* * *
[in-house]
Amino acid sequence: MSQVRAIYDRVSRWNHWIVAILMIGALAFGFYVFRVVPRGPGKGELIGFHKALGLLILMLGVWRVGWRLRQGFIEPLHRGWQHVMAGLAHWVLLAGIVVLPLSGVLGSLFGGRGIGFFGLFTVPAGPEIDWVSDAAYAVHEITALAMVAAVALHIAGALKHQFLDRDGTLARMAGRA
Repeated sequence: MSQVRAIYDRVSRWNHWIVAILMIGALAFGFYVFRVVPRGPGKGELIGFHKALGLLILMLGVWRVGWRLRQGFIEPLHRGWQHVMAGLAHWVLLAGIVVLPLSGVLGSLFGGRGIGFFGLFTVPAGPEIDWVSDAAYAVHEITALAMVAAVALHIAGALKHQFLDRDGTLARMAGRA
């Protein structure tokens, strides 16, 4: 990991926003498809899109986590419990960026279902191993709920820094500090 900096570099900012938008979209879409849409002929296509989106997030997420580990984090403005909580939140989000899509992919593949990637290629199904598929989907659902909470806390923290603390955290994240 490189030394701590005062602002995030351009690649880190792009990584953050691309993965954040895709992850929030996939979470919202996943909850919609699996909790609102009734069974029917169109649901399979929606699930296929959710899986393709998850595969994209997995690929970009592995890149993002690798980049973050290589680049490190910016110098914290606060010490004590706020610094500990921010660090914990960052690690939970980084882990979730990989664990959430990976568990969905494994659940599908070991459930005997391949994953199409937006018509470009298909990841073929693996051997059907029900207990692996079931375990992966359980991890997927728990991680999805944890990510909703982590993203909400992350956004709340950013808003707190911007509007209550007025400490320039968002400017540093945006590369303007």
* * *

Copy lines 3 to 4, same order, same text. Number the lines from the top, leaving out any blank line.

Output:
Repeated sequence: MSQVRAIYDRVSRWNHWIVAILMIGALAFGFYVFRVVPRGPGKGELIGFHKALGLLILMLGVWRVGWRLRQGFIEPLHRGWQHVMAGLAHWVLLAGIVVLPLSGVLGSLFGGRGIGFFGLFTVPAGPEIDWVSDAAYAVHEITALAMVAAVALHIAGALKHQFLDRDGTLARMAGRA
């Protein structure tokens, strides 16, 4: 990991926003498809899109986590419990960026279902191993709920820094500090 900096570099900012938008979209879409849409002929296509989106997030997420580990984090403005909580939140989000899509992919593949990637290629199904598929989907659902909470806390923290603390955290994240 490189030394701590005062602002995030351009690649880190792009990584953050691309993965954040895709992850929030996939979470919202996943909850919609699996909790609102009734069974029917169109649901399979929606699930296929959710899986393709998850595969994209997995690929970009592995890149993002690798980049973050290589680049490190910016110098914290606060010490004590706020610094500990921010660090914990960052690690939970980084882990979730990989664990959430990976568990969905494994659940599908070991459930005997391949994953199409937006018509470009298909990841073929693996051997059907029900207990692996079931375990992966359980991890997927728990991680999805944890990510909703982590993203909400992350956004709340950013808003707190911007509007209550007025400490320039968002400017540093945006590369303007």